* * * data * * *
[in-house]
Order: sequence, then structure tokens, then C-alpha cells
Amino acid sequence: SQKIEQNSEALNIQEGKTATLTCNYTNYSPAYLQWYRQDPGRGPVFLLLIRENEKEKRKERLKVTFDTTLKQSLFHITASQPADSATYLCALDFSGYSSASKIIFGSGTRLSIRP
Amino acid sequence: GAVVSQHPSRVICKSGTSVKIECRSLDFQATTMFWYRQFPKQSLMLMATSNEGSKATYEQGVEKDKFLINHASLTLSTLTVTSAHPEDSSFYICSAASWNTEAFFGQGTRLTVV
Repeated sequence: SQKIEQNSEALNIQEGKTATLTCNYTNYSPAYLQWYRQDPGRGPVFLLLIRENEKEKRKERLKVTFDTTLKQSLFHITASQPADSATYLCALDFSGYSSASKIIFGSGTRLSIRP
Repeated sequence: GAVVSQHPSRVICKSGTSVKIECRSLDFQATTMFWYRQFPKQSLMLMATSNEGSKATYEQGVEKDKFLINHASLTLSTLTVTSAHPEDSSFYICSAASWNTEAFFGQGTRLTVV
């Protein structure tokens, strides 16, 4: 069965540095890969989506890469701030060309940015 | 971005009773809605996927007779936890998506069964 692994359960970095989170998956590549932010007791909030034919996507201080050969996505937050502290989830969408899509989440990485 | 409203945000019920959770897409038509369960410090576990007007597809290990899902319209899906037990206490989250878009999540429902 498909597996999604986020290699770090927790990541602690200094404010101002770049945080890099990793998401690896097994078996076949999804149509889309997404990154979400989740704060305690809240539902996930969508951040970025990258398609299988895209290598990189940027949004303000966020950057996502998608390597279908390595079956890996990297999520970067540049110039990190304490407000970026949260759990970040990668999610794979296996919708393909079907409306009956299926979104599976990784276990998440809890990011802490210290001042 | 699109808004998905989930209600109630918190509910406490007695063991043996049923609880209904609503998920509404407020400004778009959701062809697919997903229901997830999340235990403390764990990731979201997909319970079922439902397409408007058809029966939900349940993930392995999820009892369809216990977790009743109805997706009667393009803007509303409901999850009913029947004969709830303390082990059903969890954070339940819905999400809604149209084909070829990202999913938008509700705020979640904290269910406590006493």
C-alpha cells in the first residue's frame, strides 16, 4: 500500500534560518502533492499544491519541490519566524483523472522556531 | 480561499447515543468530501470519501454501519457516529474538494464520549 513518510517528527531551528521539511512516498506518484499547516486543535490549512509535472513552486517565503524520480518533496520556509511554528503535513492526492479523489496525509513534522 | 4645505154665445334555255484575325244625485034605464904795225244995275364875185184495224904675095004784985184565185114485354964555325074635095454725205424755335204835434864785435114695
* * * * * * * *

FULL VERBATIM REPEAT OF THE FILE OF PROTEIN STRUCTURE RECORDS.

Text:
[in-house]
Order: sequence, then structure tokens, then C-alpha cells
Amino acid sequence: SQKIEQNSEALNIQEGKTATLTCNYTNYSPAYLQWYRQDPGRGPVFLLLIRENEKEKRKERLKVTFDTTLKQSLFHITASQPADSATYLCALDFSGYSSASKIIFGSGTRLSIRP
Amino acid sequence: GAVVSQHPSRVICKSGTSVKIECRSLDFQATTMFWYRQFPKQSLMLMATSNEGSKATYEQGVEKDKFLINHASLTLSTLTVTSAHPEDSSFYICSAASWNTEAFFGQGTRLTVV
Repeated sequence: SQKIEQNSEALNIQEGKTATLTCNYTNYSPAYLQWYRQDPGRGPVFLLLIRENEKEKRKERLKVTFDTTLKQSLFHITASQPADSATYLCALDFSGYSSASKIIFGSGTRLSIRP
Repeated sequence: GAVVSQHPSRVICKSGTSVKIECRSLDFQATTMFWYRQFPKQSLMLMATSNEGSKATYEQGVEKDKFLINHASLTLSTLTVTSAHPEDSSFYICSAASWNTEAFFGQGTRLTVV
């Protein structure tokens, strides 16, 4: 069965540095890969989506890469701030060309940015 | 971005009773809605996927007779936890998506069964 692994359960970095989170998956590549932010007791909030034919996507201080050969996505937050502290989830969408899509989440990485 | 409203945000019920959770897409038509369960410090576990007007597809290990899902319209899906037990206490989250878009999540429902 498909597996999604986020290699770090927790990541602690200094404010101002770049945080890099990793998401690896097994078996076949999804149509889309997404990154979400989740704060305690809240539902996930969508951040970025990258398609299988895209290598990189940027949004303000966020950057996502998608390597279908390595079956890996990297999520970067540049110039990190304490407000970026949260759990970040990668999610794979296996919708393909079907409306009956299926979104599976990784276990998440809890990011802490210290001042 | 699109808004998905989930209600109630918190509910406490007695063991043996049923609880209904609503998920509404407020400004778009959701062809697919997903229901997830999340235990403390764990990731979201997909319970079922439902397409408007058809029966939900349940993930392995999820009892369809216990977790009743109805997706009667393009803007509303409901999850009913029947004969709830303390082990059903969890954070339940819905999400809604149209084909070829990202999913938008509700705020979640904290269910406590006493």
C-alpha cells in the first residue's frame, strides 16, 4: 500500500534560518502533492499544491519541490519566524483523472522556531 | 480561499447515543468530501470519501454501519457516529474538494464520549 513518510517528527531551528521539511512516498506518484499547516486543535490549512509535472513552486517565503524520480518533496520556509511554528503535513492526492479523489496525509513534522 | 4645505154665445334555255484575325244625485034605464904795225244995275364875185184495224904675095004784985184565185114485354964555325074635095454725205424755335204835434864785435114695